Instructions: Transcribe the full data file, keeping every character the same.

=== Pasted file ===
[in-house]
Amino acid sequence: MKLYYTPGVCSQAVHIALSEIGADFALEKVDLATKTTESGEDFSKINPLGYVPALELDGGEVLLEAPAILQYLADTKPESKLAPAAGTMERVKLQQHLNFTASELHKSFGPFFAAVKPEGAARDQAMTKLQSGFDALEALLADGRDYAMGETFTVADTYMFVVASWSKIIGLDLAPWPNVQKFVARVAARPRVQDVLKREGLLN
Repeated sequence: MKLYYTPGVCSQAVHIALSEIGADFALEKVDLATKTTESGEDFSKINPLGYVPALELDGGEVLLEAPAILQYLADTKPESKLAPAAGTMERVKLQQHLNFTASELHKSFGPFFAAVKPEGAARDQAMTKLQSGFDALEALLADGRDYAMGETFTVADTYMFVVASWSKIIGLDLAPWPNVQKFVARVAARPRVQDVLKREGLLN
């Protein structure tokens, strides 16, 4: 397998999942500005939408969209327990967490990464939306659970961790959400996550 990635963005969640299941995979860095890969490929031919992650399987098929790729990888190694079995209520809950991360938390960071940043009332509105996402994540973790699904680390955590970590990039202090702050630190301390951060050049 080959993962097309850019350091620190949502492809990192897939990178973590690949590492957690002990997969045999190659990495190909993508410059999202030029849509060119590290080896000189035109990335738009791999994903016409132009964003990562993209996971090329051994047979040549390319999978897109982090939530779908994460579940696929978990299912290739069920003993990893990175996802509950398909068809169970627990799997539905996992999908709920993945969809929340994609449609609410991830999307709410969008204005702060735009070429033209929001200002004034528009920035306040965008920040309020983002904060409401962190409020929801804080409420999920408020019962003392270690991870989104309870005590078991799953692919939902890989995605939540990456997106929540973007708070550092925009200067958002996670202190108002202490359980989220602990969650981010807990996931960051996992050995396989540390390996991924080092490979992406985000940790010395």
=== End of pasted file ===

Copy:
[in-house]
Amino acid sequence: MKLYYTPGVCSQAVHIALSEIGADFALEKVDLATKTTESGEDFSKINPLGYVPALELDGGEVLLEAPAILQYLADTKPESKLAPAAGTMERVKLQQHLNFTASELHKSFGPFFAAVKPEGAARDQAMTKLQSGFDALEALLADGRDYAMGETFTVADTYMFVVASWSKIIGLDLAPWPNVQKFVARVAARPRVQDVLKREGLLN
Repeated sequence: MKLYYTPGVCSQAVHIALSEIGADFALEKVDLATKTTESGEDFSKINPLGYVPALELDGGEVLLEAPAILQYLADTKPESKLAPAAGTMERVKLQQHLNFTASELHKSFGPFFAAVKPEGAARDQAMTKLQSGFDALEALLADGRDYAMGETFTVADTYMFVVASWSKIIGLDLAPWPNVQKFVARVAARPRVQDVLKREGLLN
């Protein structure tokens, strides 16, 4: 397998999942500005939408969209327990967490990464939306659970961790959400996550 990635963005969640299941995979860095890969490929031919992650399987098929790729990888190694079995209520809950991360938390960071940043009332509105996402994540973790699904680390955590970590990039202090702050630190301390951060050049 080959993962097309850019350091620190949502492809990192897939990178973590690949590492957690002990997969045999190659990495190909993508410059999202030029849509060119590290080896000189035109990335738009791999994903016409132009964003990562993209996971090329051994047979040549390319999978897109982090939530779908994460579940696929978990299912290739069920003993990893990175996802509950398909068809169970627990799997539905996992999908709920993945969809929340994609449609609410991830999307709410969008204005702060735009070429033209929001200002004034528009920035306040965008920040309020983002904060409401962190409020929801804080409420999920408020019962003392270690991870989104309870005590078991799953692919939902890989995605939540990456997106929540973007708070550092925009200067958002996670202190108002202490359980989220602990969650981010807990996931960051996992050995396989540390390996991924080092490979992406985000940790010395």